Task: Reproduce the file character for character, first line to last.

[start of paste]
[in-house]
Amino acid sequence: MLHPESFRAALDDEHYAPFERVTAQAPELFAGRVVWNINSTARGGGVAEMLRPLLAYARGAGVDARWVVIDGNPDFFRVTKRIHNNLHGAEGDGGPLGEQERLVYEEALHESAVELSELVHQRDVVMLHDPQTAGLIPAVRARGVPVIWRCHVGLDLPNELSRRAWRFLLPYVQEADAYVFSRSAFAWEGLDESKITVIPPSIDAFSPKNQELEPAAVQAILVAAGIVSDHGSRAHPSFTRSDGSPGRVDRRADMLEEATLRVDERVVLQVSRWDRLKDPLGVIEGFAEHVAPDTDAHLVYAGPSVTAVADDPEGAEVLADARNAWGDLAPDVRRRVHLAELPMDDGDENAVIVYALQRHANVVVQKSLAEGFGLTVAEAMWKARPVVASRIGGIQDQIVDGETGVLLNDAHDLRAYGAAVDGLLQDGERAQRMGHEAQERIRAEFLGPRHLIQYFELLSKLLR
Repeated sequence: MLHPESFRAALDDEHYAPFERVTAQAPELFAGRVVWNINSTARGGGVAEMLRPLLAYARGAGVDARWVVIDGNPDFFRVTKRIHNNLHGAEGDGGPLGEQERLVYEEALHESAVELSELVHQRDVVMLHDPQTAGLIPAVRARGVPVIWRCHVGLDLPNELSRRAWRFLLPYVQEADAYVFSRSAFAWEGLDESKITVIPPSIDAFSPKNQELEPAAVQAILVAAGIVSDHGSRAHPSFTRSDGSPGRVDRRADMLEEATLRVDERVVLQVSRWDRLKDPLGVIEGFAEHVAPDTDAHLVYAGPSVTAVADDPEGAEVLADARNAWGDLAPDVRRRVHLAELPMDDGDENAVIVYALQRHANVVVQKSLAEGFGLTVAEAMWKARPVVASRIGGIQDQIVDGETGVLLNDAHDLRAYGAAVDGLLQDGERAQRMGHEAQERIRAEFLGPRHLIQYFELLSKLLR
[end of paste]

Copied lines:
[in-house]
Amino acid sequence: MLHPESFRAALDDEHYAPFERVTAQAPELFAGRVVWNINSTARGGGVAEMLRPLLAYARGAGVDARWVVIDGNPDFFRVTKRIHNNLHGAEGDGGPLGEQERLVYEEALHESAVELSELVHQRDVVMLHDPQTAGLIPAVRARGVPVIWRCHVGLDLPNELSRRAWRFLLPYVQEADAYVFSRSAFAWEGLDESKITVIPPSIDAFSPKNQELEPAAVQAILVAAGIVSDHGSRAHPSFTRSDGSPGRVDRRADMLEEATLRVDERVVLQVSRWDRLKDPLGVIEGFAEHVAPDTDAHLVYAGPSVTAVADDPEGAEVLADARNAWGDLAPDVRRRVHLAELPMDDGDENAVIVYALQRHANVVVQKSLAEGFGLTVAEAMWKARPVVASRIGGIQDQIVDGETGVLLNDAHDLRAYGAAVDGLLQDGERAQRMGHEAQERIRAEFLGPRHLIQYFELLSKLLR
Repeated sequence: MLHPESFRAALDDEHYAPFERVTAQAPELFAGRVVWNINSTARGGGVAEMLRPLLAYARGAGVDARWVVIDGNPDFFRVTKRIHNNLHGAEGDGGPLGEQERLVYEEALHESAVELSELVHQRDVVMLHDPQTAGLIPAVRARGVPVIWRCHVGLDLPNELSRRAWRFLLPYVQEADAYVFSRSAFAWEGLDESKITVIPPSIDAFSPKNQELEPAAVQAILVAAGIVSDHGSRAHPSFTRSDGSPGRVDRRADMLEEATLRVDERVVLQVSRWDRLKDPLGVIEGFAEHVAPDTDAHLVYAGPSVTAVADDPEGAEVLADARNAWGDLAPDVRRRVHLAELPMDDGDENAVIVYALQRHANVVVQKSLAEGFGLTVAEAMWKARPVVASRIGGIQDQIVDGETGVLLNDAHDLRAYGAAVDGLLQDGERAQRMGHEAQERIRAEFLGPRHLIQYFELLSKLLR